Evacuations as chemical fears grow at China blast site

Fire reignites at site of twin blasts in Tianjin, as death toll rises to 104, with more than 700 wounded.

    Residents living close to the site of giant explosions in the Chinese port of Tianjin have been evacuated over fears of toxic contamination as new fires ignited.

    Armed police were carrying out evacuations within 3km of the blast site on Saturday after highly poisonous sodium cyanide was found, the Beijing News said.

    The blaze ignited again at the warehouse where the blasts struck on Wednesday night, with several small blasts heard by reporters from the Xinhua state news agency.

    "Out of consideration for toxic substances spreading, the masses nearby have been asked to evacuate," Xinhua reported.

    Authorities announced on Saturday that the death toll has risen to 104, with more than 700 others still being treated in hospitals, including 25 who are in critical condition and 33 who are in serious condition.

    A survivor was pulled from a shipping container on Saturday morning, state media reported. His identity was not immediately known. Television video showed the man being carried out on a sketcher by a group of soldiers wearing gas masks.

    Fears over safety after massive explosion in China

    A team of chemical experts has been called in to the site to test for toxic gases.

    Shockwaves from the blasts late on Wednesday were felt by residents in apartment blocks kilometres away in the city of 15 million people.

    Furious residents and victims' relatives railed against authorities outside a news conference on Saturday for keeping them in the dark as criticism over transparency mounted.

    Residents and relatives were prevented from entering the press conference and could be heard shouting outside.

    "Nobody has told us anything, we're in the dark, there is no news at all," screamed one middle-aged woman, as she was dragged away by security personnel.

    The man survived for three days in a shipping container following the blasts [Reuters]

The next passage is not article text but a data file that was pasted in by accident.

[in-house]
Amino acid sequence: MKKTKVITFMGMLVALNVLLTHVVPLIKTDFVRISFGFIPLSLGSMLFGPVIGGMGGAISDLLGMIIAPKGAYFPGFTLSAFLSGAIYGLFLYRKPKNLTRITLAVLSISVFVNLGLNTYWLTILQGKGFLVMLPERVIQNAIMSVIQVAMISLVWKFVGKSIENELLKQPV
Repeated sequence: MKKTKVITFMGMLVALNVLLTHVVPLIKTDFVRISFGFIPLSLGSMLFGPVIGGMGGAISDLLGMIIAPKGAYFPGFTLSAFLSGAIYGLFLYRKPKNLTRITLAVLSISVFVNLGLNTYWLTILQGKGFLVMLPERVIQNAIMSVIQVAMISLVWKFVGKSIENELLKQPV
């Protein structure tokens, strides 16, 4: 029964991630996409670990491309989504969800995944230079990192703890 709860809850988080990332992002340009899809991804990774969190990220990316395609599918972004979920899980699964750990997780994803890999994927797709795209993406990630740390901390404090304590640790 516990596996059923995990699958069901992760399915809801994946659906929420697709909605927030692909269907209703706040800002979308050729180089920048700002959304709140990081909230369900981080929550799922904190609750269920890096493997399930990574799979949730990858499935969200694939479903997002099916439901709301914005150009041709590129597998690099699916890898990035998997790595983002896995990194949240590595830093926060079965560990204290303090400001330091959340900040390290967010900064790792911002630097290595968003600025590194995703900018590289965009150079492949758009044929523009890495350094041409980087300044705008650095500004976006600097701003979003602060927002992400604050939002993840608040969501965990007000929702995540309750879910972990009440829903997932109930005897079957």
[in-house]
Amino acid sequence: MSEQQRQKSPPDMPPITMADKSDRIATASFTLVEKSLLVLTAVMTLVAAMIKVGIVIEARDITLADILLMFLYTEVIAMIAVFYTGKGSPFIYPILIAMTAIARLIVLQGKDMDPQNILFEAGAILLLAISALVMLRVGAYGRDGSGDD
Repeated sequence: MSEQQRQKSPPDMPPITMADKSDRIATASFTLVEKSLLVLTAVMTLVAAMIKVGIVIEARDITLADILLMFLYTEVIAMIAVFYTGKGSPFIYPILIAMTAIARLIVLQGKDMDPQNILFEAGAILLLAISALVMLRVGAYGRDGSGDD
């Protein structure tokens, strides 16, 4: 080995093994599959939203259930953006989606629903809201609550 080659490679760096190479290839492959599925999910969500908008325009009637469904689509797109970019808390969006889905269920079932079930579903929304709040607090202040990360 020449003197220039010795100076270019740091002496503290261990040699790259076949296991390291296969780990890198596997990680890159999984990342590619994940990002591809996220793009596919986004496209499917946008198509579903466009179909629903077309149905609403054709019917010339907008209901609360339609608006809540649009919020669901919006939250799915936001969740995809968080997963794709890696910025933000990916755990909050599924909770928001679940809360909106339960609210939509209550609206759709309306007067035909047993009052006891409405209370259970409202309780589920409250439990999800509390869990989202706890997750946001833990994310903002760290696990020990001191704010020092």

China has a patchy industrial safety record and the disaster has raised fears of toxic contamination after officials said they were unable to identify precisely what chemicals were at the site at the time.

    Tianjin work safety official Gao Huaiyou listed a host of possible substances at the briefing, adding that the firm's recent large exports had included sodium bisulfide, magnesium, sodium, potassium nitrate, ammonium nitrate, and sodium cyanide, among others.

    China on Friday defended the work of firefighters who initially hosed water on a blaze in a warehouse storing volatile chemicals, a response foreign experts said could have contributed to the explosions.


    In pictures: The deadly inferno


    The explosions have disrupted the flow of cars, oil, iron ore and other items through the world's 10th largest port.

    The blast sent shipping containers tumbling into one another, leaving them in bent, charred piles.

    Rows of new cars, lined up on vast lots for distribution across China, were reduced to blackened carcasses.

    Tianjin is the 10th largest port in the world by container volume and the seventh largest in China, according to the World Shipping Council, moving more containers than the ports of Rotterdam, Hamburg and Los Angeles.

    It handles vast quantities of metal ore, coal, steel, cars and crude oil.

    Authorities have only released limited information about the accident, a criticism often levelled at Chinese officials in the aftermath of disasters, and restricted discussion of it online.

    More than 360 social media accounts have been shut down or suspended for "spreading rumours" about the blasts, Xinhua reported citing the Cyberspace Administration of China.

    SOURCE: Al Jazeera and agencies


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